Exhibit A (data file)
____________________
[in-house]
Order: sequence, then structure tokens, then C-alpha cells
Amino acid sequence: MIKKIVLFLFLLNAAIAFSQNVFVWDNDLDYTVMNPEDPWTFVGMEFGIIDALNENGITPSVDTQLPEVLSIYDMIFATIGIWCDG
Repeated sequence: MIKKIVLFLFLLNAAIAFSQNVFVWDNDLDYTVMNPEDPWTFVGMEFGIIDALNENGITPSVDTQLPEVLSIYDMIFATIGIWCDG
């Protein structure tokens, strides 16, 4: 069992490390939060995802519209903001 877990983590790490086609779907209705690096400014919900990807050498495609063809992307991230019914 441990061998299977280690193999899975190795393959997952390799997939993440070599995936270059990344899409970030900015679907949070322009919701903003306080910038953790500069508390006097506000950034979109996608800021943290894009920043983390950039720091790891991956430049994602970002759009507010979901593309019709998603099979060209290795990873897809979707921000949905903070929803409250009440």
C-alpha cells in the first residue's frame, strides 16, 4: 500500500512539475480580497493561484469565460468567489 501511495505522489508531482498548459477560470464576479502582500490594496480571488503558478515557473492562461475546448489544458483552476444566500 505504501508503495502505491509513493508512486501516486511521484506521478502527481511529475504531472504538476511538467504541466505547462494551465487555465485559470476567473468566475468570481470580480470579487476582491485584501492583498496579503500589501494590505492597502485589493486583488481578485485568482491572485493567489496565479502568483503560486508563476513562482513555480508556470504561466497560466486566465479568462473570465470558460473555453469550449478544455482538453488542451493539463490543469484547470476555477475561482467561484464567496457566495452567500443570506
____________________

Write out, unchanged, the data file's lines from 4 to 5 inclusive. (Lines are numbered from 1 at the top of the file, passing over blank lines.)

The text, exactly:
Repeated sequence: MIKKIVLFLFLLNAAIAFSQNVFVWDNDLDYTVMNPEDPWTFVGMEFGIIDALNENGITPSVDTQLPEVLSIYDMIFATIGIWCDG
């Protein structure tokens, strides 16, 4: 069992490390939060995802519209903001 877990983590790490086609779907209705690096400014919900990807050498495609063809992307991230019914 441990061998299977280690193999899975190795393959997952390799997939993440070599995936270059990344899409970030900015679907949070322009919701903003306080910038953790500069508390006097506000950034979109996608800021943290894009920043983390950039720091790891991956430049994602970002759009507010979901593309019709998603099979060209290795990873897809979707921000949905903070929803409250009440």